If you don’t follow the stock market closely, you might have missed it: a 30% gain in the S&P 500 in 2013—its best performance since 1997.
The “reaction was tempered,” writes Jesse Eisinger, senior reporter at ProPublica. “People know not to be excited.”
Having been burned by bubbles before—in tech (2000) and housing (2008)—investors know that the good times don’t last and that strong capital markets don’t necessarily reflect a strong economy, Eisinger tells The Daily Ticker.
Related: Stocks could plunge 50% in the next year or two: Blodget
The stock market “now indicates a very narrow world...and certainly has nothing to do with the overall economy,” says Eisinger. “Employment and vitality of wages is really what the economy is about.”
If that is the measure of the economy, it’s no wonder many people aren’t excited by the recent rally in stocks.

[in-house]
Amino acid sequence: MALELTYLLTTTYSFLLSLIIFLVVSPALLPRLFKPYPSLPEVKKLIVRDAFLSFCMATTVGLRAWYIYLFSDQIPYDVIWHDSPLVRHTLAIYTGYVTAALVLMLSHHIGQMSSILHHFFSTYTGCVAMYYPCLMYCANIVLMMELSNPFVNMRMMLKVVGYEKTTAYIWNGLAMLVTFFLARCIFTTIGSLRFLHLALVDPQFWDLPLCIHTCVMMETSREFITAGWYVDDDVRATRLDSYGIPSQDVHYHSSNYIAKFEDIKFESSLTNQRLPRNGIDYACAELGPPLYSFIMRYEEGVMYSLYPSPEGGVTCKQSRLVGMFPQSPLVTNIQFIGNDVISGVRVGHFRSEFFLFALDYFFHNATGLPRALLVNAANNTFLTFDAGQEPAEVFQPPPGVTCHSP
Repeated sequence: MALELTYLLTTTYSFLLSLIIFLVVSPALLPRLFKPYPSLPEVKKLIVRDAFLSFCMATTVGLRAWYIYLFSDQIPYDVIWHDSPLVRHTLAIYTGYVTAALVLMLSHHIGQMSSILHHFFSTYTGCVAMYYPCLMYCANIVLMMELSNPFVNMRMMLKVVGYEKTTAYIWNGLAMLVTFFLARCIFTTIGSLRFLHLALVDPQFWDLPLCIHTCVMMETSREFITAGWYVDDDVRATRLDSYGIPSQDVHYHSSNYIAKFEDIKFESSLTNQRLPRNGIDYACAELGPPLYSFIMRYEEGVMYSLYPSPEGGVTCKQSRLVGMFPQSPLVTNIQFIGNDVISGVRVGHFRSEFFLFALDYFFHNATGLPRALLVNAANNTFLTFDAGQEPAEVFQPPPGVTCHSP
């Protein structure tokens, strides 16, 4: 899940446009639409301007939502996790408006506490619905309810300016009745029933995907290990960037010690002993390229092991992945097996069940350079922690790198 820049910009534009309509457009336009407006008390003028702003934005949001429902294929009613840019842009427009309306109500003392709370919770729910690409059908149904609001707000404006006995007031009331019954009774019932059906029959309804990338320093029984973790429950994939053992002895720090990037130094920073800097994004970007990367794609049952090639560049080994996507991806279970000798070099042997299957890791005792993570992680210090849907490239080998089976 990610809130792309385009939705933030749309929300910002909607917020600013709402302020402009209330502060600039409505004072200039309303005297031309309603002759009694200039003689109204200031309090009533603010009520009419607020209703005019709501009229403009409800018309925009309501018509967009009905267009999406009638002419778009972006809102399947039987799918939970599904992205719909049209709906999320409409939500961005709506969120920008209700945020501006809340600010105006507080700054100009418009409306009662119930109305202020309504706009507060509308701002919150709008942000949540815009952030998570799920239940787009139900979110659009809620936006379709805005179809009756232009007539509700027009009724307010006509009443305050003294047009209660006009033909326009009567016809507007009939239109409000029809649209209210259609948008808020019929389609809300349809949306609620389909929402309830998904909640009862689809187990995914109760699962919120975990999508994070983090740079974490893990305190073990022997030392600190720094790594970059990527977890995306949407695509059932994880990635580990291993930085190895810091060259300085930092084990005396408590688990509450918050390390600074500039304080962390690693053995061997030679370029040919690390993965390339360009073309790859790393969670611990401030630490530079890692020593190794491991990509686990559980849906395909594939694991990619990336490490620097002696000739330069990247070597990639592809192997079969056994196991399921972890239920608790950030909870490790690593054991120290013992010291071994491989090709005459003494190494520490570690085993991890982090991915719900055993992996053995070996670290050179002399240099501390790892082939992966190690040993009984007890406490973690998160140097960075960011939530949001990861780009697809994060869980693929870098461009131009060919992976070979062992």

But there is a tight connection between the rally and public sentiment, according to Eisinger.
“Profit margins are coming at the expense of wages, which are under serious pressure," he says. "Stock prices are high because [companies] are producing high earnings, and the reason they’re producing high earnings is that companies have the ability to squeeze wages. That’s not good for the rest of us.”
The Economic Policy Institute reports that wages for most American workers have stagnated in the last decade.
Related: The Great Wage Debate: Should Companies Pay Workers More?
Eisinger doesn’t expect the tradeoff between wages and profits will change anytime soon.
“I don’t see any dynamic in American society that will shift the power from capital to labor...[or] put the squeeze on profit markets," he notes."In other words, the stock market can stay irrationally high for a long time.”
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